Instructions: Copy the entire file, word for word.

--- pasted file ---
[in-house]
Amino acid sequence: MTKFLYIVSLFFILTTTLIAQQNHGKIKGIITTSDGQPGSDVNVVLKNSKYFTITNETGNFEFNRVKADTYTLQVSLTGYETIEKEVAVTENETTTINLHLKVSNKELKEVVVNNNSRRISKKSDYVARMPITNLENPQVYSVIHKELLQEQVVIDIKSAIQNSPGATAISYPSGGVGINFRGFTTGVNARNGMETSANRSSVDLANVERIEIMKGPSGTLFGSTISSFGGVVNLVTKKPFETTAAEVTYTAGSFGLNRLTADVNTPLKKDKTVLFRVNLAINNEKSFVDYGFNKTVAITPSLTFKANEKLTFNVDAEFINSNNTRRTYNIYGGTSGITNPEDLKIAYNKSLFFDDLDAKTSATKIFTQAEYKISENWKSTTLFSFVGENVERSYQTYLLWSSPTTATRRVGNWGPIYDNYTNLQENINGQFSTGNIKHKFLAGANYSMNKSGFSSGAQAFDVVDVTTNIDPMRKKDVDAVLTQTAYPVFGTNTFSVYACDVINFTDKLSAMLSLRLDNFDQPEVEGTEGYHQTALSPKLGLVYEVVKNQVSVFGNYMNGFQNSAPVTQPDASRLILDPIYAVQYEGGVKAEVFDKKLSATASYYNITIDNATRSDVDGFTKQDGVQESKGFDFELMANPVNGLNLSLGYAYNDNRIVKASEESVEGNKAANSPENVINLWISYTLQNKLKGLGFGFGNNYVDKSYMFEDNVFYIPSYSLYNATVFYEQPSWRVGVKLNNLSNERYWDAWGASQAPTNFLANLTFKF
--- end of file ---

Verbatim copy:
[in-house]
Amino acid sequence: MTKFLYIVSLFFILTTTLIAQQNHGKIKGIITTSDGQPGSDVNVVLKNSKYFTITNETGNFEFNRVKADTYTLQVSLTGYETIEKEVAVTENETTTINLHLKVSNKELKEVVVNNNSRRISKKSDYVARMPITNLENPQVYSVIHKELLQEQVVIDIKSAIQNSPGATAISYPSGGVGINFRGFTTGVNARNGMETSANRSSVDLANVERIEIMKGPSGTLFGSTISSFGGVVNLVTKKPFETTAAEVTYTAGSFGLNRLTADVNTPLKKDKTVLFRVNLAINNEKSFVDYGFNKTVAITPSLTFKANEKLTFNVDAEFINSNNTRRTYNIYGGTSGITNPEDLKIAYNKSLFFDDLDAKTSATKIFTQAEYKISENWKSTTLFSFVGENVERSYQTYLLWSSPTTATRRVGNWGPIYDNYTNLQENINGQFSTGNIKHKFLAGANYSMNKSGFSSGAQAFDVVDVTTNIDPMRKKDVDAVLTQTAYPVFGTNTFSVYACDVINFTDKLSAMLSLRLDNFDQPEVEGTEGYHQTALSPKLGLVYEVVKNQVSVFGNYMNGFQNSAPVTQPDASRLILDPIYAVQYEGGVKAEVFDKKLSATASYYNITIDNATRSDVDGFTKQDGVQESKGFDFELMANPVNGLNLSLGYAYNDNRIVKASEESVEGNKAANSPENVINLWISYTLQNKLKGLGFGFGNNYVDKSYMFEDNVFYIPSYSLYNATVFYEQPSWRVGVKLNNLSNERYWDAWGASQAPTNFLANLTFKF